After Charlie Hebdo, Moderate Islam Must Speak Out

Carnage In The Streets of Paris
The two men belonged to a homegrown terrorist cell that goes back a decade and may have inspired a made-for-TV movie. Anne Gelbard/AFP/Getty

First they came for the Iraqi soldiers, those young men in uniform, who were massacred and tossed in trenches. Then they dragged off the women and girls who didn't pray to their god and sold them into sexual slavery—and laughed about it on Youtube.

Then they silenced the French satirists at Charlie Hebdo.

For those who were following the fighting in Raqqa, Syria, and Mosul, Iraq, it was clear where this was headed.

First they came for them. And then. Maybe you.

In the hours and days to come, Europe's nativists will be unleashed. All the LePens and the Farrages and the Lega Nord and Pegida and their followers will get their moment to shriek, I told you so.

Sadly, they will be right about one thing: Islamic extremists and Western democratic ideals cannot co-exist.

Soon, women in headscarves in Paris and Marseille and London will report that they are being shoved in grocery stores, or spat upon on the streets or given the fisheye on the Metro or Tube.

It will all be very ugly, and precisely what the goons in black want to see happen.

If they can get Muslims to think that their entire religion is under assault, and not just the extremists, all the better for recruitment.

To counter that appeal, there will be the official feints toward peace and reconciliation. French President François Hollande will appear in public with a few Muslim leaders who will renounce the violence.

If the past is any gauge of the future, we will also start hearing warnings against Islamophobia. On the fringes, and even sometimes beyond them, the phenomenon is real. But as the atheist writer Sam Harris has often pointed out, this word is often used as a silencing tactic by so-called "moderates" within Islam and other religions—people who would never pick up a Kalashnikov for Allah, or even send money to an Al-Qaeda front group charity but who will not demand that more religious leaders stand up and have the courage to say that misogyny, anti-Semitism and virulent anti-Westernism be eradicated from Friday preachings.

The word is deployed not only by the moderate, silent majority of religious Muslims, but also by western academics and progressives who will bend over backwards to fit outrageous misogyny and fascistic philosophy into the framework of "culture" or "tradition"—as if this movement was somehow akin to the Maori masks or Native American wampum belts.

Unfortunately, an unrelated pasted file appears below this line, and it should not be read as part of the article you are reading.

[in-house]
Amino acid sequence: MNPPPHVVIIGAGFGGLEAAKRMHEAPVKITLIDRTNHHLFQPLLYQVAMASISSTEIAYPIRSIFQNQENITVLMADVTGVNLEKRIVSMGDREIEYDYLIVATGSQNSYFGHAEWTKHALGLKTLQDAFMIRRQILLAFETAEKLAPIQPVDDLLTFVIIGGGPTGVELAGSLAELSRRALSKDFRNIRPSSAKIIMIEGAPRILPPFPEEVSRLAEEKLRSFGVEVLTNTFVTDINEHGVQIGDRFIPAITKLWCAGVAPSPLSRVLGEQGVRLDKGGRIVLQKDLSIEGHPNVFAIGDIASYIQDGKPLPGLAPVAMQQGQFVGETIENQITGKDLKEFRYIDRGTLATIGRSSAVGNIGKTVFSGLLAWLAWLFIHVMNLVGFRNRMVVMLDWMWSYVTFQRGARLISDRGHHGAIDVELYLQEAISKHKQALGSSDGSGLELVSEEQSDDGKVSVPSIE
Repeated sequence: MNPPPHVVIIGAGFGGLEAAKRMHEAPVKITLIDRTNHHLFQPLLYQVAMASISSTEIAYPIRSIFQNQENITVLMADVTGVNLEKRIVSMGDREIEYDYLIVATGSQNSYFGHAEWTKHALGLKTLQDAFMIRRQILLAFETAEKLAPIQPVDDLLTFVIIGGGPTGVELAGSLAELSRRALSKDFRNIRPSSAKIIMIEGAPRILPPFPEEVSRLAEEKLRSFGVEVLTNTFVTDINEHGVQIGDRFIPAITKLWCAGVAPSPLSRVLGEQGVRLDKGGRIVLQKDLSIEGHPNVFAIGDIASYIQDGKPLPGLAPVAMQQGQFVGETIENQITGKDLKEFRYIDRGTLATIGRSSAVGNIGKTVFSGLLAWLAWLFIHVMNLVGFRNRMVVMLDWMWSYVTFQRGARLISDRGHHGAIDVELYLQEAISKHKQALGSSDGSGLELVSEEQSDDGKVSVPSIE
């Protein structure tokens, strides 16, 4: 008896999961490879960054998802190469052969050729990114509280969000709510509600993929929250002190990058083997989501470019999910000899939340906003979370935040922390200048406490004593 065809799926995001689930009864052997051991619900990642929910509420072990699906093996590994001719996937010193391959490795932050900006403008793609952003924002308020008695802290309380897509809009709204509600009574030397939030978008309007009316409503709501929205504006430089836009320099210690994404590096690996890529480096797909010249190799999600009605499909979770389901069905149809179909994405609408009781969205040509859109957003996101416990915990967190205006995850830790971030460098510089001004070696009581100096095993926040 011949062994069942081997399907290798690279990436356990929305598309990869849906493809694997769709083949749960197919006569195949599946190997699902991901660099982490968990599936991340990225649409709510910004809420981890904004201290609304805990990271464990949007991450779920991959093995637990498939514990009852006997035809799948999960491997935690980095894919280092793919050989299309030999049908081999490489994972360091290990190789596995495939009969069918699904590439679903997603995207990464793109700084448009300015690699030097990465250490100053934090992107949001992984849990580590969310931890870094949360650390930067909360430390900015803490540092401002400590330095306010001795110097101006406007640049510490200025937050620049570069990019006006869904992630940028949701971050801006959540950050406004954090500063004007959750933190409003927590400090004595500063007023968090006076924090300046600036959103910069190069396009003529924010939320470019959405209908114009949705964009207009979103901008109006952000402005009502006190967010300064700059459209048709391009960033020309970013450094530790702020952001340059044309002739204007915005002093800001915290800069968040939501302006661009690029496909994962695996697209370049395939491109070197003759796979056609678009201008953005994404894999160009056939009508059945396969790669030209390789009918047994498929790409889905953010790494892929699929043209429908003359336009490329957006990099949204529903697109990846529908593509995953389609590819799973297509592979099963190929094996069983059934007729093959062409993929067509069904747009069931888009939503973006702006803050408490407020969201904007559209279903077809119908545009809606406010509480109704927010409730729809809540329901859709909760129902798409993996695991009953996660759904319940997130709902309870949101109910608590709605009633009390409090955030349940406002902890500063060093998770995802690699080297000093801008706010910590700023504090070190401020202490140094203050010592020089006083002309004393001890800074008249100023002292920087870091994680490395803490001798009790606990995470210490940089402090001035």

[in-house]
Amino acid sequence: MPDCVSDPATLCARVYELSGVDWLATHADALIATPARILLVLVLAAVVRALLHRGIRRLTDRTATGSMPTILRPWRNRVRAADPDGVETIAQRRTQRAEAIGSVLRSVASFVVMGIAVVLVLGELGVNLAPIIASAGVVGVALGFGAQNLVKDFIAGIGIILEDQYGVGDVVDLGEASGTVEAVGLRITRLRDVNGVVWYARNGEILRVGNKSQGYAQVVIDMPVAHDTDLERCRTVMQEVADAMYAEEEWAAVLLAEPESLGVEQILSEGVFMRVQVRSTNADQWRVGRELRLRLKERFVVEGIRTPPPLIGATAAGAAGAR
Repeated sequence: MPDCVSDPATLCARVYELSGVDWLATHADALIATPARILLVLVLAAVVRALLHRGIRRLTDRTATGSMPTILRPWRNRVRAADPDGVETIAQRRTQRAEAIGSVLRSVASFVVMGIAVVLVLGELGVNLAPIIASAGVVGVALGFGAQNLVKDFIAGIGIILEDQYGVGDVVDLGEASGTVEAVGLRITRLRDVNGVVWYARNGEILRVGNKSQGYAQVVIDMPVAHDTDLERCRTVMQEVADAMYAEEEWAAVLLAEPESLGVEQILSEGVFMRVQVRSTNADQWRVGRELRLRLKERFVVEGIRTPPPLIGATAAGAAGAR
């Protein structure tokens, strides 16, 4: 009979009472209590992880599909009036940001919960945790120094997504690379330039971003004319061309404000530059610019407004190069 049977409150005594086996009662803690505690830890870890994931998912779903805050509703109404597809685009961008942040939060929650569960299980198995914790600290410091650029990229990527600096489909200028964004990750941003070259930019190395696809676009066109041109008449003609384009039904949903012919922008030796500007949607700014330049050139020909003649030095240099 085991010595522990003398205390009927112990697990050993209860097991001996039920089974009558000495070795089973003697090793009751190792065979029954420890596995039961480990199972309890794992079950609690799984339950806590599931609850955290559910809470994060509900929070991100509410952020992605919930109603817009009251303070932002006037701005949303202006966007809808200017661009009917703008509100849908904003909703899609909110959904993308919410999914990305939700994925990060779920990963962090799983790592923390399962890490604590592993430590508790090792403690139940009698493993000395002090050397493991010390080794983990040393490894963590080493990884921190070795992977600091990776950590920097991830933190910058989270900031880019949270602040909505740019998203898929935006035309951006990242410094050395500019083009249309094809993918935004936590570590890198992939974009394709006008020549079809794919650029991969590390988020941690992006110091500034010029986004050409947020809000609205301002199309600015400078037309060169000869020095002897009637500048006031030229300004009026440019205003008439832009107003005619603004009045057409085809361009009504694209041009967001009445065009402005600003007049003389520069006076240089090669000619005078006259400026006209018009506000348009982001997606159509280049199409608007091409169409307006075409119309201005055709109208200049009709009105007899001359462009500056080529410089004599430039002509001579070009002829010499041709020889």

Despite the 9/11 attacks and America's War on Terror, radical Islam has always been more of a persistent problem in the streets of European cities than in America. Ian Buruma succinctly covered this in Murder in Amsterdam, about the death of the provocateur, Theo van Gogh. The small and deadly skirmishes between extremist Islam and the West, and the latter's extreme tolerance of even the most offensive speech usually occur in Europe, not here.

France's tolerance is deep and true. It doesn't ask people's religion or ethnicity on its census, but the number of Muslims in metropolitan France is estimated at 5 million or 6 million—with only a third calling themselves practicing believers. The French got on the very wrong side of jihad when they demanded Muslim girls and women take off the headscarf inside public schools. Howls of racism followed, but the French stuck to their principles and refused to back down in spite of that slanderous PC misnomer. There is nothing racial about religion, and there is nothing wrong with holding all religions at bay in secular society.

One hopes that something different will ensue after today's Charlie Hebdo massacre: That Muslim leaders across Europe and the Middle East and Asia will stand up in the mosques this Friday and remind people that no god—and certainly not a prophet whose mention is followed by the words "peace be upon him"—condones violence.

Please, imams, join the growing chorus of moderate Muslims who are speaking out against ISIS, and preach that stalking the streets of western cities with rocket launchers, trying to silence journalists is not the way to avenge Palestinian refugees, or western support for Arab dictators or any of the other grievances that some Muslims seem to tacitly regard as fair excuses for extremist violence.

And beyond the Friday preachings, it's long past time for Muslims to articulate a political Islam that respects and welcomes free speech. Muslims are flocking to Europe by the millions, and one reason those boats are filled is that people want the freedom and stability that ensues in societies where words—not violence—are the means of negotiation. These regular, peace-craving Muslims—among the vast majority—are voting with their feet, desperate to live in societies built on the premise that communication, not violence, resolves disagreements.

Of course, the power of words and images is exactly why the assassins went into the offices of Charlie Hebdo today. Sticks and stones break bones, but words and images change minds— images like the satirical pictures that the murdered French cartoonists excelled at scratching out on blank sheets of paper.

Those images are what the gunman wanted to eradicate. But they wanted to destroy something else, tool: wit and laughter, a sense of the ridiculous, the freedom to think, to read what one wants, to wear what one wants, to live and work and bear children how and where and when one wants, and the freedom to speak truth to power.

Many men and certainly most women on this planet will never have power. That's why speaking truth to power is so important. And why laughing at power should be a human right.